A debut hat-trick from Lee Smith and a much improved second-half performance could not disguise a thoroughly uncomfortable night for England in the opening game of the rugby league World Cup.
Inspired by the ageless all-round talents of Stanley Gene, the Kumuls deservedly led at half-time. If they had not had a try disallowed for a marginal forward pass early in the second half, the biggest upset in World Cup history was on the cards.
"I don't worry too much about the scoreboard," insisted the England coach, Tony Smith. "The game is an 80-minute game and I always felt confident that we would get the right score in the end."
Thanks to the finishing of his namesake and Ade Gardner, who scored twice, England did finally get the result they needed, but they were rocked by a tremendous display from the team who were supposed to be the whipping boys of the group.
"We wanted to show that we are not here to make up the numbersand I think we did that," said thePNG coach, Adrian Lam, who has added defensive steel and organisation to his side's traditional flair with the ball. For much of the game they were the more expansive, impressive side, with Gene leading the way by combining his usual robust running with a constructive passing and kicking game.
England had already been given notice that they were in for a difficult evening by the time they took the lead after 12 minutes with Gardner's first try from James Roby's cut-out pass. Anyone expecting Kumul heads to go down, however, could not have been more wrong. Within seven minutes they were level, Rod Griffin taking Paul Aiton's pass to crash over. The PNG contingent in the crowd went suitably crazy.
England regained the lead when Smith got the first of his three from Paul Wellens' ball, with Kevin Sinfield adding a second valuable conversion from the touchline.
It was the 10 minutes on either side of half-time that suggested the Kumulscould do the unthinkable and go to the top of a group which also includes Australia and New Zealand.
Gene's pass sent Jason Chan on the perfect angle to get between KeithSenior and Rob Burrow for one try, and by the break they had forged ahead. Keith Peters' kick got away from Smith – one of the blemishes of his game – and George Keppa followed up to squeeze in at the corner.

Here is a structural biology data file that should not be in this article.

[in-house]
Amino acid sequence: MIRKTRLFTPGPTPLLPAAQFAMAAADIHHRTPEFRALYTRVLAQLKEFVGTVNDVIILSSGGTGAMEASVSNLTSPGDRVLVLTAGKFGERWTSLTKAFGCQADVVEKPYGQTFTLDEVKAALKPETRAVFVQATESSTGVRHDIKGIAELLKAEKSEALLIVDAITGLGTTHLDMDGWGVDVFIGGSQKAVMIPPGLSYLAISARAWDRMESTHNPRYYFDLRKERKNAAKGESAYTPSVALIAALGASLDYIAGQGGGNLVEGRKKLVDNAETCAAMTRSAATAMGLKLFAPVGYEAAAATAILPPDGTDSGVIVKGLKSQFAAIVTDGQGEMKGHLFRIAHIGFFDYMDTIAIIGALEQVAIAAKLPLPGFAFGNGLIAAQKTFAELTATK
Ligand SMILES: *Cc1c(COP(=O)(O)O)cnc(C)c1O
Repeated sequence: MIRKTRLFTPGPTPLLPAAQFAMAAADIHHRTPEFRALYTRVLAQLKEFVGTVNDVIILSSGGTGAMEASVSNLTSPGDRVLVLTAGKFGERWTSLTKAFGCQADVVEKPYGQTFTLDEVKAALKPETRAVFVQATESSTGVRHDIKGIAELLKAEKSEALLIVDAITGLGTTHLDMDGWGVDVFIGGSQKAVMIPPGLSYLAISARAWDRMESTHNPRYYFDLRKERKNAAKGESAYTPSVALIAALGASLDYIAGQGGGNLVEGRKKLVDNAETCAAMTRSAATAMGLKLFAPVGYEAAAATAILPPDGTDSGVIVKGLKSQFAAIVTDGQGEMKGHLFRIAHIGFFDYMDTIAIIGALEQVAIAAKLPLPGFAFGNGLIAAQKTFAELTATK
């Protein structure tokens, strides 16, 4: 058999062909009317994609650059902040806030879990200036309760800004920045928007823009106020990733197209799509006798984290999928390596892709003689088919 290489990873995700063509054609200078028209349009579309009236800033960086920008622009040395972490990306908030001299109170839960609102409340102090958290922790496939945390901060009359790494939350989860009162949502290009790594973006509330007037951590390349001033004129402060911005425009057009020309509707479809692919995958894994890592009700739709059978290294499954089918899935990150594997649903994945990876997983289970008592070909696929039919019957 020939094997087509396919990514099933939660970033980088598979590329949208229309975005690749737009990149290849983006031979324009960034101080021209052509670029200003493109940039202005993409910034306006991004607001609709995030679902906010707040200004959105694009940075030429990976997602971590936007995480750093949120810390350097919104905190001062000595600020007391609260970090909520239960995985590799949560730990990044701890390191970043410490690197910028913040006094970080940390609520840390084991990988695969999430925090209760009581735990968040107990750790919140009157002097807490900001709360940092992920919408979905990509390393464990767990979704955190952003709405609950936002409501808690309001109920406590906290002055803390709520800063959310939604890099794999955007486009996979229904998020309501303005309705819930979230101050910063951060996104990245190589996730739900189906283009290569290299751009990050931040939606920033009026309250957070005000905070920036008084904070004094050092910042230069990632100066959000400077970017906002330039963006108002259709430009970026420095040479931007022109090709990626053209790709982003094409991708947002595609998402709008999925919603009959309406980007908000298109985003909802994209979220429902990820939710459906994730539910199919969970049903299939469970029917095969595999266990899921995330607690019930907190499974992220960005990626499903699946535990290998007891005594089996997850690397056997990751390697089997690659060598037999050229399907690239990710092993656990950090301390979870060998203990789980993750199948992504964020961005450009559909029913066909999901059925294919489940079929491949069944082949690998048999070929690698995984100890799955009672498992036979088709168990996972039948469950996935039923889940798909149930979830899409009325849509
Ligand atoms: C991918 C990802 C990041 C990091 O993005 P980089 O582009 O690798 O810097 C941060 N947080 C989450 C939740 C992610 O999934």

The Kumuls carried the same confidence into the second half, but when Jason Nightingale sent David Moore in the referee, Shane Hayne, ruled the pass forward. "I thought it wasn't forward, and if we'd scored then anything could happen," Lam said. "I knew we needed one or two of those calls tonight and we just didn't get them."
England improved greatly after that let-off, scoring through Smith and Martin Gleeson to get their noses in front once more. But the Papuan woes were compounded when the clinching English try from Gardner seemed to feature a clear forward pass.
Smith's third flattered England, but the Kumuls showed their determination by scoring last, through Aiton from Peters' kick.
For England, there is much work to be done before playing Australia in Melbourne next Sunday. "But it's been good for us not to play so well, to be pretty rusty in some areas, and still find a way to come up with a victory," Tony Smith said. That is the optimistic way of looking at a contest which was far too close for comfort.
The main message to take away, though, is that England need to make fewer handling errors and miss fewer tackles if they are to have a chance in this tournament.
England: Wellens; Gardner, Gleeson, Senior, Smith; Pryce, Burrow; Peacock (capt), Roby, Graham, Ellis, Hock, Sinfield. Substitutes used: McGuire, Morley, Fa'asavalu, Wilkin.
Papua New Guinea: Wilshere; Kepa, Maori, Joe, Moore; Gene (capt), Peters; Aizue, Aiton, Exton, Costigan, Nightingale, Griffin. Substitutes used: Pora, Moni, Chan, Wabo.
Referee: S Hayne (Australia).
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